Apple Accused of Price-Gouging Australian Consumers
Nearly one year ago, the Australian Competition & Consumer Commission accused Apple (NASDAQ: AAPL) of misleading consumers when it released the third-generation iPad. The ACCC alleged that Apple's worldwide promotional materials -- which emphasized the cellular version as "Wi-Fi + 4G" -- were false, as most Australian consumers could not use the device at full 4G speeds.
Now Apple is in trouble with Australian lawmakers, who want to know why the company charges more for its products in Australia than it does in the United States.
In America, a 15-inch MacBook Pro can be purchased for $2,199. In Australia, the same computer starts at A$2,499. The 32GB iPod Touch retails for $299 in America -- in Australia it sells for A$329. Meanwhile, the iPad Mini (which starts at $329 in America) sells for A$369 Down Under.
Virtually every item available on Apple's online store carries a higher price in Australia. Lawmakers want to know why, especially when the Australian currency is currently stronger than the U.S. dollar.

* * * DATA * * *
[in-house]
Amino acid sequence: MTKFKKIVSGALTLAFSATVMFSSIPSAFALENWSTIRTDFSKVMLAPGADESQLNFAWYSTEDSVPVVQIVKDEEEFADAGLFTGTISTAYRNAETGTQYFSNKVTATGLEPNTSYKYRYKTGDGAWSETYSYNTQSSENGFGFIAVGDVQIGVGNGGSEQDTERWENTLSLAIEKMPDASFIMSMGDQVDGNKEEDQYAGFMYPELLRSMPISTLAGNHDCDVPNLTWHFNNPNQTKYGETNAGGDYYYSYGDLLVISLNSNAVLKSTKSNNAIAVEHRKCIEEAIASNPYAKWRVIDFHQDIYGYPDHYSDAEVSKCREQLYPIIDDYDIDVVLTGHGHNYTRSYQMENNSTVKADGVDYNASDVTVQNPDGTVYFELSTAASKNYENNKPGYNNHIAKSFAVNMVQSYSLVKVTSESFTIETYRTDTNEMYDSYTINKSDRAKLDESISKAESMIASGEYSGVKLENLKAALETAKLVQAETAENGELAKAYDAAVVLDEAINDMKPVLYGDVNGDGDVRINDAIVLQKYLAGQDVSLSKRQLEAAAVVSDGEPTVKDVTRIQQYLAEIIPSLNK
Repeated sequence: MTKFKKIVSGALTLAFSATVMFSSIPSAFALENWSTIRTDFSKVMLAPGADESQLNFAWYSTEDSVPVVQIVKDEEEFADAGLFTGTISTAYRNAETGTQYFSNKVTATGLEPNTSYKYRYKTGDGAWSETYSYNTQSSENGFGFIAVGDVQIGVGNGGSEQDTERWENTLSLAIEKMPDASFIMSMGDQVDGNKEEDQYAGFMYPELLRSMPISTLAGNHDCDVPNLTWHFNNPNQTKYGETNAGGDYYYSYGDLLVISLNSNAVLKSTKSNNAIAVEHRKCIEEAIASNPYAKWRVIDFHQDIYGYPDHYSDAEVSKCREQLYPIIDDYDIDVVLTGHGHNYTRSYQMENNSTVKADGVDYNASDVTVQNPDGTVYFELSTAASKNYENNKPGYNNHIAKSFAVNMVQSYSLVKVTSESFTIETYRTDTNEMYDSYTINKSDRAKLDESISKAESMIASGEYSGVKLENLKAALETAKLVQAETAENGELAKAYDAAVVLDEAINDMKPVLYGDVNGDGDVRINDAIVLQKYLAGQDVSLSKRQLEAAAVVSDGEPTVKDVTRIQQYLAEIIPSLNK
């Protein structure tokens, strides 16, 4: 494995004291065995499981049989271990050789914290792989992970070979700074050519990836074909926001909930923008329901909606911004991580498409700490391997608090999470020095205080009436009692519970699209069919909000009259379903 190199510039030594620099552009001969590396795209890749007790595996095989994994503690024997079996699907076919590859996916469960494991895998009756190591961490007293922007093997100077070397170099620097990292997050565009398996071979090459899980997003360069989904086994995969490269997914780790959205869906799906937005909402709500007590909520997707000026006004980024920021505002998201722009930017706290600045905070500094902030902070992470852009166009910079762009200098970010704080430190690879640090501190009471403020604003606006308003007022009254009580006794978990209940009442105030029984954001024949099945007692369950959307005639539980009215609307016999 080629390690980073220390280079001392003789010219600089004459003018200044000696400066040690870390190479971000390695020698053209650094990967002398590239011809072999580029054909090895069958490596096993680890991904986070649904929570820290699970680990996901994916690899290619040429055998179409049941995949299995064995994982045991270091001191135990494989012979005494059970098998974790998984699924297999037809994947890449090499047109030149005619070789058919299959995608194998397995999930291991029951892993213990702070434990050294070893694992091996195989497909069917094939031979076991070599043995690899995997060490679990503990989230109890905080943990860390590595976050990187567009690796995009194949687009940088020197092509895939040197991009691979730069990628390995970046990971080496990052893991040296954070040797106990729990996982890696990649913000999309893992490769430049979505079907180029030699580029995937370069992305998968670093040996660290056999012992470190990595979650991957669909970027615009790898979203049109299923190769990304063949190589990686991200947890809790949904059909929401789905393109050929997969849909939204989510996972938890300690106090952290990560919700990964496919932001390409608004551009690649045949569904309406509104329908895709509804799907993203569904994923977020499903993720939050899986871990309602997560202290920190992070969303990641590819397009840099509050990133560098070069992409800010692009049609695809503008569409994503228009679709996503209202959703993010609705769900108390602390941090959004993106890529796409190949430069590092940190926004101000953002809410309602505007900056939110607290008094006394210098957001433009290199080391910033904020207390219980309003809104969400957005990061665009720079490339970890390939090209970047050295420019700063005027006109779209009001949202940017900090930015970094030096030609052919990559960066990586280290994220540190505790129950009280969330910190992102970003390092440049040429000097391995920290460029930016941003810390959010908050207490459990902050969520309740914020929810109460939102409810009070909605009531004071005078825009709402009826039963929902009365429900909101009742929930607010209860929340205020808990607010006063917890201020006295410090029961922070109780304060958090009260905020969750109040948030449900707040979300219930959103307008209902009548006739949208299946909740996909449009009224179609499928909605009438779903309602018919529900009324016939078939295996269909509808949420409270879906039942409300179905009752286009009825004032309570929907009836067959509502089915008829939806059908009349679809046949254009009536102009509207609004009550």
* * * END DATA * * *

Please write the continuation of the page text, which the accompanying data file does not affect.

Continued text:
According to The Telegraph, Apple executives have been summoned to appear in front of a parliamentary committee in Canberra on March 22. Microsoft (NASDAQ: MSFT) and Adobe (NASDAQ: ADBE) have been ordered to appear as well. If executives from these companies refuse to appear, they could be fined or jailed.
Ed Husic, a Labor government MP who helped set up the committee, told The Telegraph that all three firms have "blamed each other for not appearing" when they were asked to do so last year.
"One will say 'we're not going to appear if the other is not going to appear,'" he said. "So we've cut straight to the chase and said we'll just summons you."
Australia is not the only country with higher prices. For example, it is not uncommon for software and video game consoles to retail for more in Japan than they do in the United States.
While the Australian market is relatively small compared to the billions of potential customers in China, India and other emerging territories, Apple is likely to maintain its current pricing structure for as long as possible in order to maximize profits.
Follow me @LouisBedigianBZ
(c) 2013 Benzinga.com. Benzinga does not provide investment advice. All rights reserved.